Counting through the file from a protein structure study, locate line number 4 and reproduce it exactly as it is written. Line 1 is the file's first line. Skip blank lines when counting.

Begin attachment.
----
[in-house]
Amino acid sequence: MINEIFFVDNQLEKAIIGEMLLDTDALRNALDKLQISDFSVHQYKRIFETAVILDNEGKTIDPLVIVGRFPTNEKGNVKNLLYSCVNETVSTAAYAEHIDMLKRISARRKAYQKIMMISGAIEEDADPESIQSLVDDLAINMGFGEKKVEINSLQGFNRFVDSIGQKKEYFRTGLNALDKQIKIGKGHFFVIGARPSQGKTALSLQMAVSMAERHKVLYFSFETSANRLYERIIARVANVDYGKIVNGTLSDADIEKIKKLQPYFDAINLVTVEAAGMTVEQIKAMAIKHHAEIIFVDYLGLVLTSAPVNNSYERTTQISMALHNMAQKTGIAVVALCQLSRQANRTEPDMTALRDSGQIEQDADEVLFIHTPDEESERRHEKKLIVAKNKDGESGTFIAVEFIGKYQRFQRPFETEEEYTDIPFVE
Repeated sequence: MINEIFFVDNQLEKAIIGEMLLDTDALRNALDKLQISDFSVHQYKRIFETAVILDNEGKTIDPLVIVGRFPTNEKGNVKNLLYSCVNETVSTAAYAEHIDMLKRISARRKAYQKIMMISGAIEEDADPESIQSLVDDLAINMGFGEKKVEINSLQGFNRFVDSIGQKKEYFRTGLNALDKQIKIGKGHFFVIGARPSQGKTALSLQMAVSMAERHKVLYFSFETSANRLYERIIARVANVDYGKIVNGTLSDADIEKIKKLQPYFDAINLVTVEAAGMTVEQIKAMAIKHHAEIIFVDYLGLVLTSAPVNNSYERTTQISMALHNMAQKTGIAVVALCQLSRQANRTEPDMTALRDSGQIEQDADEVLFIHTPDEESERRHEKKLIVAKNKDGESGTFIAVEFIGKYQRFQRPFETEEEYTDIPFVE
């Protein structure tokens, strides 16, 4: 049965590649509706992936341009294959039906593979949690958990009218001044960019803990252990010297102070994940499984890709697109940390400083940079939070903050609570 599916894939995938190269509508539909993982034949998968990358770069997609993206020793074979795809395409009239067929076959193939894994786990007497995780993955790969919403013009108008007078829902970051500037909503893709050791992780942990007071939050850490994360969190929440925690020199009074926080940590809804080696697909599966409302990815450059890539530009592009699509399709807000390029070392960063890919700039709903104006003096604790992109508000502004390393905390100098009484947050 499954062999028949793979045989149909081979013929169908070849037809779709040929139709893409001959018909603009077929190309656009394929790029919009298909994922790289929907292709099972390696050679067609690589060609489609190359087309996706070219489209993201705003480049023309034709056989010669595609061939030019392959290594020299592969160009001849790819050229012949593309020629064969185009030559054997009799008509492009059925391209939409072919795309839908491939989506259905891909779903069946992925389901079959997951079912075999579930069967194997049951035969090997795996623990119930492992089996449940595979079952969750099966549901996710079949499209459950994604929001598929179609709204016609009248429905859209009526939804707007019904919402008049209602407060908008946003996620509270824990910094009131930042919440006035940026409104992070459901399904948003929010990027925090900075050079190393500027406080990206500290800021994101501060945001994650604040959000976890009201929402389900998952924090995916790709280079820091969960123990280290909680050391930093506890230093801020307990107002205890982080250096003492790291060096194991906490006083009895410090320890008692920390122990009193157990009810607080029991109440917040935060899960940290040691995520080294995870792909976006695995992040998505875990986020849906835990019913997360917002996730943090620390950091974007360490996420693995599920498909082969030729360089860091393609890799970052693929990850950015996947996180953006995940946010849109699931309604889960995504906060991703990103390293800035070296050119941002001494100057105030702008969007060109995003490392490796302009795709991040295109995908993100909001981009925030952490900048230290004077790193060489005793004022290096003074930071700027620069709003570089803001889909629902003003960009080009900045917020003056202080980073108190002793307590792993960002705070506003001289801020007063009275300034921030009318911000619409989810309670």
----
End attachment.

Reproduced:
């Protein structure tokens, strides 16, 4: 049965590649509706992936341009294959039906593979949690958990009218001044960019803990252990010297102070994940499984890709697109940390400083940079939070903050609570 599916894939995938190269509508539909993982034949998968990358770069997609993206020793074979795809395409009239067929076959193939894994786990007497995780993955790969919403013009108008007078829902970051500037909503893709050791992780942990007071939050850490994360969190929440925690020199009074926080940590809804080696697909599966409302990815450059890539530009592009699509399709807000390029070392960063890919700039709903104006003096604790992109508000502004390393905390100098009484947050 499954062999028949793979045989149909081979013929169908070849037809779709040929139709893409001959018909603009077929190309656009394929790029919009298909994922790289929907292709099972390696050679067609690589060609489609190359087309996706070219489209993201705003480049023309034709056989010669595609061939030019392959290594020299592969160009001849790819050229012949593309020629064969185009030559054997009799008509492009059925391209939409072919795309839908491939989506259905891909779903069946992925389901079959997951079912075999579930069967194997049951035969090997795996623990119930492992089996449940595979079952969750099966549901996710079949499209459950994604929001598929179609709204016609009248429905859209009526939804707007019904919402008049209602407060908008946003996620509270824990910094009131930042919440006035940026409104992070459901399904948003929010990027925090900075050079190393500027406080990206500290800021994101501060945001994650604040959000976890009201929402389900998952924090995916790709280079820091969960123990280290909680050391930093506890230093801020307990107002205890982080250096003492790291060096194991906490006083009895410090320890008692920390122990009193157990009810607080029991109440917040935060899960940290040691995520080294995870792909976006695995992040998505875990986020849906835990019913997360917002996730943090620390950091974007360490996420693995599920498909082969030729360089860091393609890799970052693929990850950015996947996180953006995940946010849109699931309604889960995504906060991703990103390293800035070296050119941002001494100057105030702008969007060109995003490392490796302009795709991040295109995908993100909001981009925030952490900048230290004077790193060489005793004022290096003074930071700027620069709003570089803001889909629902003003960009080009900045917020003056202080980073108190002793307590792993960002705070506003001289801020007063009275300034921030009318911000619409989810309670």